Hypothermia: A Cold Weather Risk for Older People – 2
Narrator: This is NIH Health Matters. Older adults can develop hypothermia in environments that might not affect younger people. Dr. Jack Guralnik at the National Institute on Aging says symptoms can include confusion or sleepiness, slowed or slurred speech, shivering or stiffness in the arms and legs, weak pulse, poor control over body movements, or slow reactions.
Dr. Guralnik: If you can remember mumbles, stumbles, fumbles and grumbles, those four -umbles can help you recognize when hypothermia’s there but people’s behavior and ability to function definitely changes as they develop hypothermia.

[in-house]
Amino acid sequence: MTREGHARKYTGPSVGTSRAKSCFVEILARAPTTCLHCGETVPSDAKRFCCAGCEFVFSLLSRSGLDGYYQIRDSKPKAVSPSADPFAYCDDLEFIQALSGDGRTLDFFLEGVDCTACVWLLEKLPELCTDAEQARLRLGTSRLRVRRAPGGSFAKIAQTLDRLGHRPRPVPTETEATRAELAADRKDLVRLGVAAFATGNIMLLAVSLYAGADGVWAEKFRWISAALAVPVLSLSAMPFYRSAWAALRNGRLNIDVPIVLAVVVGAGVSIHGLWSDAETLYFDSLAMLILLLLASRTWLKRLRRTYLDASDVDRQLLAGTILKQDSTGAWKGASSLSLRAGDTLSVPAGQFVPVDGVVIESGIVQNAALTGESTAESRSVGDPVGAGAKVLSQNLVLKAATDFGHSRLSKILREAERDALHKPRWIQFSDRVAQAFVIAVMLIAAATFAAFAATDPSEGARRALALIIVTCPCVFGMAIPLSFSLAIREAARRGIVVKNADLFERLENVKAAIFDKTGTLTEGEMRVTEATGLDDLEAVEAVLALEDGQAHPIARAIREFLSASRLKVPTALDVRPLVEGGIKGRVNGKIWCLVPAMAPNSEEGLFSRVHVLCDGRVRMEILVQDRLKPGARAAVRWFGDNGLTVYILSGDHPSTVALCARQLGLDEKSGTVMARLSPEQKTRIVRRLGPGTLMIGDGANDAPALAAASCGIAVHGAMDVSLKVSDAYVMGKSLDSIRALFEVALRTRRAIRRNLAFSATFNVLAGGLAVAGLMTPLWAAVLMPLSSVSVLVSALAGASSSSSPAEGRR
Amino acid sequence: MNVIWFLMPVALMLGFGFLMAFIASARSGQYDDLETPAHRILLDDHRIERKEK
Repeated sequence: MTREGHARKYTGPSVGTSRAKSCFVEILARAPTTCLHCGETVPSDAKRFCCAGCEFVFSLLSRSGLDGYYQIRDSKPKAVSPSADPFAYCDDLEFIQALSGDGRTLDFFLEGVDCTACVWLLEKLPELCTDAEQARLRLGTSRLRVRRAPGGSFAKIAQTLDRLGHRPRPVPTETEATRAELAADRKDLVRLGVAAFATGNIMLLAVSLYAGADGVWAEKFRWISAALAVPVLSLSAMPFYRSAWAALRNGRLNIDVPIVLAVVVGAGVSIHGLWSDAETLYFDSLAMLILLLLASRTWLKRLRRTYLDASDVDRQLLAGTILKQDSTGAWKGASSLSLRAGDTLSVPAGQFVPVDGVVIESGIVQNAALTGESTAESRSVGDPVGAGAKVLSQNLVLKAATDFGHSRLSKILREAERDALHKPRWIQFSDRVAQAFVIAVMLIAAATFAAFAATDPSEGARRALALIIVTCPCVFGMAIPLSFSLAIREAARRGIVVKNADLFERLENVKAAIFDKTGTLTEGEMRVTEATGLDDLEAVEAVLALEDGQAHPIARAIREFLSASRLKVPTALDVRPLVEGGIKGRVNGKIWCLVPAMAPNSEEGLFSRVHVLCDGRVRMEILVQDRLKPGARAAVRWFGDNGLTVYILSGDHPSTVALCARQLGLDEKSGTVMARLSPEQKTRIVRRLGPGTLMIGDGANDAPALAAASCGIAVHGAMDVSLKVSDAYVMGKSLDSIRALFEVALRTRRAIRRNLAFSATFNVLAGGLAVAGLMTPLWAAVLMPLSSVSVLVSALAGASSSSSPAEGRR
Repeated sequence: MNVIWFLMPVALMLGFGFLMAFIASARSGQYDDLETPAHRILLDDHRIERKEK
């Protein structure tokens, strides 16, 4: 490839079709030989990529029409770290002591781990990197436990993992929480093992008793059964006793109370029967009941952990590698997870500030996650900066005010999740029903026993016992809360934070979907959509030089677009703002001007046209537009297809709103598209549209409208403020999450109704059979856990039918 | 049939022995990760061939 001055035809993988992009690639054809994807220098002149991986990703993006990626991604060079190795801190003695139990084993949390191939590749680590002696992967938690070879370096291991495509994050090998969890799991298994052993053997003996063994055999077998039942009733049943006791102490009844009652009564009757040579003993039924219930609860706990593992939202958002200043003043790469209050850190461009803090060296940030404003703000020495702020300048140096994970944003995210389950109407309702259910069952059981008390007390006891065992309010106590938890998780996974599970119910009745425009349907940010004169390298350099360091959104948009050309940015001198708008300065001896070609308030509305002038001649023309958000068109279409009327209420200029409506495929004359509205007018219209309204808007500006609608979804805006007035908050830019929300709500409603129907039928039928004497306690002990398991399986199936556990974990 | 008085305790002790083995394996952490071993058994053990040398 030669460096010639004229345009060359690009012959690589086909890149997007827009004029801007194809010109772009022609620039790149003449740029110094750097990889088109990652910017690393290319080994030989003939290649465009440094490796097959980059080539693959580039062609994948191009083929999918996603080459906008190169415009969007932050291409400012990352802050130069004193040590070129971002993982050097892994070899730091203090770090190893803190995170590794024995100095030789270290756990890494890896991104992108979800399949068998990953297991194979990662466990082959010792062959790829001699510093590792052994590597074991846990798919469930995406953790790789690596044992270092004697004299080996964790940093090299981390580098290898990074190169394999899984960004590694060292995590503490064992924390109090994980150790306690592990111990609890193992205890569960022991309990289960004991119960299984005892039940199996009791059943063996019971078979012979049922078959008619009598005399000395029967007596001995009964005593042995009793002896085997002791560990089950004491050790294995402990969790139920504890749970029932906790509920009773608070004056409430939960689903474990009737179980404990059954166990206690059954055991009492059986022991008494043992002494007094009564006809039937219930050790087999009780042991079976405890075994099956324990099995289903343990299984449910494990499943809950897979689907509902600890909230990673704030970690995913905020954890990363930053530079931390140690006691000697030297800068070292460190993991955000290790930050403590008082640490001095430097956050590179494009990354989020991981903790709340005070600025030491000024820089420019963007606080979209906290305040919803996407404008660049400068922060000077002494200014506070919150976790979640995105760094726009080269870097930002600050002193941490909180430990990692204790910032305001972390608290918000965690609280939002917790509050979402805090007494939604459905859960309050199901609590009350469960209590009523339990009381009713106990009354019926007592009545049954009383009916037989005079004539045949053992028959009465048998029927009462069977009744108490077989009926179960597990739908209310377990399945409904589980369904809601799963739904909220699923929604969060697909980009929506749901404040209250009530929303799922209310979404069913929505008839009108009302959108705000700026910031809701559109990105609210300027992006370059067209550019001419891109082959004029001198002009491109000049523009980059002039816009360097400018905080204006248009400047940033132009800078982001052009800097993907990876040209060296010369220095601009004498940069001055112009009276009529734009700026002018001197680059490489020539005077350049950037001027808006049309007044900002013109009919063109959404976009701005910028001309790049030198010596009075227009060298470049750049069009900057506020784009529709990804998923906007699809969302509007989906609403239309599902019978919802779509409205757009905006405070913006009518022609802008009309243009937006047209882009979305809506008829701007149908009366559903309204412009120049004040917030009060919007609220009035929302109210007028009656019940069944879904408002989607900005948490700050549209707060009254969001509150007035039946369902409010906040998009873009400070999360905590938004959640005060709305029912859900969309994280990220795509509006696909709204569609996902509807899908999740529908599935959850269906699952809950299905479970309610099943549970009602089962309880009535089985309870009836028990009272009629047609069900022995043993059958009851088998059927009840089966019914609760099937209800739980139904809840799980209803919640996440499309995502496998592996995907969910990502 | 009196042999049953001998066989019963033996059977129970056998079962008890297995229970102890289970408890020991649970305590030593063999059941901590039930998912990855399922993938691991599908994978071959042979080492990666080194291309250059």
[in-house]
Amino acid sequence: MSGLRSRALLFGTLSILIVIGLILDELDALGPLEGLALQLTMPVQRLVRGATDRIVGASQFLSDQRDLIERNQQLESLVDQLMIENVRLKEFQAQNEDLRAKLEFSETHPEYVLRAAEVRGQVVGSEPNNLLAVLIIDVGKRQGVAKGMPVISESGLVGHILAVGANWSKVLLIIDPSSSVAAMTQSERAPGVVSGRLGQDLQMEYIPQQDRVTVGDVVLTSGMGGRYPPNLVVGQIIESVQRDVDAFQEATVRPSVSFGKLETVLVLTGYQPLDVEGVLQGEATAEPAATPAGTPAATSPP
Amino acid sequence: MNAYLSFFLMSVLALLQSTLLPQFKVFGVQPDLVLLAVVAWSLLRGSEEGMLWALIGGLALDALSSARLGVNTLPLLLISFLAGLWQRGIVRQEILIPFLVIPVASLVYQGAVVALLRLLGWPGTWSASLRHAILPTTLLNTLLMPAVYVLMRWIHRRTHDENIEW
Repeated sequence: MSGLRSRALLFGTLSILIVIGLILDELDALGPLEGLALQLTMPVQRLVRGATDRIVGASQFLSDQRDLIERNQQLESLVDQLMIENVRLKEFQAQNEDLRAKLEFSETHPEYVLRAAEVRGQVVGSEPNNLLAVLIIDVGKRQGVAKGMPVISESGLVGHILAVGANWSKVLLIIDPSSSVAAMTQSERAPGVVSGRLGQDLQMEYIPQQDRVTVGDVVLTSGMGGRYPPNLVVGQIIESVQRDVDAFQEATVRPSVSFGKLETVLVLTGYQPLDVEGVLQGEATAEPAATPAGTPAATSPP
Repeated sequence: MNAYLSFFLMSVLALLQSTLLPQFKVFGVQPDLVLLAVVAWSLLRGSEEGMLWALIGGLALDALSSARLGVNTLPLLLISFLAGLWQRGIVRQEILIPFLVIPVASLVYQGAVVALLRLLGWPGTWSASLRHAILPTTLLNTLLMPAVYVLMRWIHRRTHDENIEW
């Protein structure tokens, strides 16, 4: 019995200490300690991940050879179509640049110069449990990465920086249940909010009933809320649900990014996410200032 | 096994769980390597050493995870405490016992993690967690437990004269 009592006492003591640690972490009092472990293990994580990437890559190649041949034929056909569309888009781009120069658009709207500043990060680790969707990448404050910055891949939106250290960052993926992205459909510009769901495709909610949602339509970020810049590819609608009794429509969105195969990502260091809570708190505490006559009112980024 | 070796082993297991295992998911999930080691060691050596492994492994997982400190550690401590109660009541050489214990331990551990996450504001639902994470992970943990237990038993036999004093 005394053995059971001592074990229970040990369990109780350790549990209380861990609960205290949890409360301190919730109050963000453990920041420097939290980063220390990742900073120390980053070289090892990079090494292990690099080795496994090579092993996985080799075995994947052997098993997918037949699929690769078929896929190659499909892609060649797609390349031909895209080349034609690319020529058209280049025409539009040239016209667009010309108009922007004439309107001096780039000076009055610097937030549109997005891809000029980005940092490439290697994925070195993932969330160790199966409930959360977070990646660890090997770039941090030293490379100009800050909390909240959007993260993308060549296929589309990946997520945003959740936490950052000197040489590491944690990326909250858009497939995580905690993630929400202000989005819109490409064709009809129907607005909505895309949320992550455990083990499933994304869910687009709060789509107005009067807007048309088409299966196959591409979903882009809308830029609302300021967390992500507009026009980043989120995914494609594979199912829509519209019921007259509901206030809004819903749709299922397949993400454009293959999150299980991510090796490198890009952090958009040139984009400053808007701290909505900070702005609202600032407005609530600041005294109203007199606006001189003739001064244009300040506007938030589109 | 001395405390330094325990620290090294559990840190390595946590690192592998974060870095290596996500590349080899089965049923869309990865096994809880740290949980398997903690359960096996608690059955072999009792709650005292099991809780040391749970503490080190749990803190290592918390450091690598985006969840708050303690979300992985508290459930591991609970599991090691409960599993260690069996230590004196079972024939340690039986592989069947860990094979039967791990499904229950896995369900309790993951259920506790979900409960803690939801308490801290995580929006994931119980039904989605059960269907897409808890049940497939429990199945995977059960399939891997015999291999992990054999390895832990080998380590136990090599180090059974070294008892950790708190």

Narrator: Hypothermia occurs when a person's body temperature drops below normal and stays low for a prolonged period of time. For more information, visit www.nia.nih.gov. Health Matters is produced by the National Institutes of Health, part of the U.S. Department of Health and Human Services.
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